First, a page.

Khajoraho, known for it’s temples with beautiful erotic handiworks engraved on it’s walls. This quiet, genial, dusty village in northern Madhya Pradesh is awash with temples. Temples for everything – sun gods, sacred bulls and, more memorably and most prominently, sex.
The erotic possibilities suggested by the stone figures in the numerous temples have contributed to Khajuraho’s international fame. Another prime feature of the temple craftmanship is that they are liberally embellished with some of the finest handiwork of the Chandela period, a dynasty which survived for five centuries before falling to the onslaught of Islam. Visitors are also drawn to a dance festival, celebrated in March, which attracts some of the best classical dancers in the country – the floodlit temples provide a spectacular backdrop during the event.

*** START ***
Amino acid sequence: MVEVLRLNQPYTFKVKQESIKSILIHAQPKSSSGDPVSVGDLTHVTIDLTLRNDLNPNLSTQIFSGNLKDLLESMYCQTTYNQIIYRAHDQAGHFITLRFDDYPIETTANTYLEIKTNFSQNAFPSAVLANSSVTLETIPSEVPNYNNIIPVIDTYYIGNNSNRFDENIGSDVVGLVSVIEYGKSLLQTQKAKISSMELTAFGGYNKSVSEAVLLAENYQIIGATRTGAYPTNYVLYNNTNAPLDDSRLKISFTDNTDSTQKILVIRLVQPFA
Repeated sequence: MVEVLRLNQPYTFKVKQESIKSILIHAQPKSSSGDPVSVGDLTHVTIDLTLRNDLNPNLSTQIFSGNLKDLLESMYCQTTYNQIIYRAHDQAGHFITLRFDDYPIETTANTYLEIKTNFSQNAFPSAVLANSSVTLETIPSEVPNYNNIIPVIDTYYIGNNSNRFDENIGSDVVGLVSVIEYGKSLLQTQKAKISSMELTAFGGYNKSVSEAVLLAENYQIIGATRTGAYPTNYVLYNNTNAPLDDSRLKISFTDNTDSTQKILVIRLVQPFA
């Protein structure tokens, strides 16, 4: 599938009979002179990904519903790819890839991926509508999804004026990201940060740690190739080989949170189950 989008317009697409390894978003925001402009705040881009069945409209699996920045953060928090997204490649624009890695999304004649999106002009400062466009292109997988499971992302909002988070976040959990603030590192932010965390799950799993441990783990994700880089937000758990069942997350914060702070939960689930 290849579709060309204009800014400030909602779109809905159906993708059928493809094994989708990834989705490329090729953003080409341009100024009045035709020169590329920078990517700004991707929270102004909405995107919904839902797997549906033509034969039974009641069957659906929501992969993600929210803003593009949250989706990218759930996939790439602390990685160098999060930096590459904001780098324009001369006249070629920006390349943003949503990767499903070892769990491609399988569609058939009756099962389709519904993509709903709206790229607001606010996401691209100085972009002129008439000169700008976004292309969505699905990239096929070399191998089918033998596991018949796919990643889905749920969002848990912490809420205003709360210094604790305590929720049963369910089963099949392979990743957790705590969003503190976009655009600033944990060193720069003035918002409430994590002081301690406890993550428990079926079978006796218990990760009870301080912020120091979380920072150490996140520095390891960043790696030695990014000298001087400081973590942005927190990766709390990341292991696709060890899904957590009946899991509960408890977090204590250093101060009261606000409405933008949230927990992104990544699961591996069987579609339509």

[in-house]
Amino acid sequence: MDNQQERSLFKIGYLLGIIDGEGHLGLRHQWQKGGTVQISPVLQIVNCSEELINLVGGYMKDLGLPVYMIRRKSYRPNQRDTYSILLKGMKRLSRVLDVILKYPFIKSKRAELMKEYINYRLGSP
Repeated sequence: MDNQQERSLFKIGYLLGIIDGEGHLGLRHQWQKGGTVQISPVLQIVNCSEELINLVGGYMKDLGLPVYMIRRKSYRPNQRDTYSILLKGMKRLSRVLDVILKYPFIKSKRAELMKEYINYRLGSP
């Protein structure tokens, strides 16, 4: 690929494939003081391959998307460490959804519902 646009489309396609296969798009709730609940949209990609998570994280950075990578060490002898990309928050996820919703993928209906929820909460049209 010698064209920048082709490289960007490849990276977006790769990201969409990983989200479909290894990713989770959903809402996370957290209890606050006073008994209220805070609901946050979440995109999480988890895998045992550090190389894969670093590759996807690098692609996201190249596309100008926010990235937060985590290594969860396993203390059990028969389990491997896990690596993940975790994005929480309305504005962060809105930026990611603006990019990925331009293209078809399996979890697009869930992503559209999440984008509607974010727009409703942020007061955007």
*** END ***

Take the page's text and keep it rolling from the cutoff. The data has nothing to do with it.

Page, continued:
The largest and most important temples are in the attractively landscaped Western Group. Externally, the temples consist of curvilinear towers with clusters of lesser turrets clinging to them, suggestive of rising mountain peaks converging round a great central peak.
Round the exterior walls are two, sometimes three, superimposed rows of gods, goddesses, kings and heroes, courtesans, couples in carnal embrace and, in some cases, friezes depicting various forms of bestiality. The interiors are just as ornate, with an open portico leading into a main hall, then a vestibule beyond which is an inner sanctum containing the free-standing cult image. In fact, the sculpture and architecture blend so perfectly that each building appears to have been conceived by a single – and highly sexed – mastermind.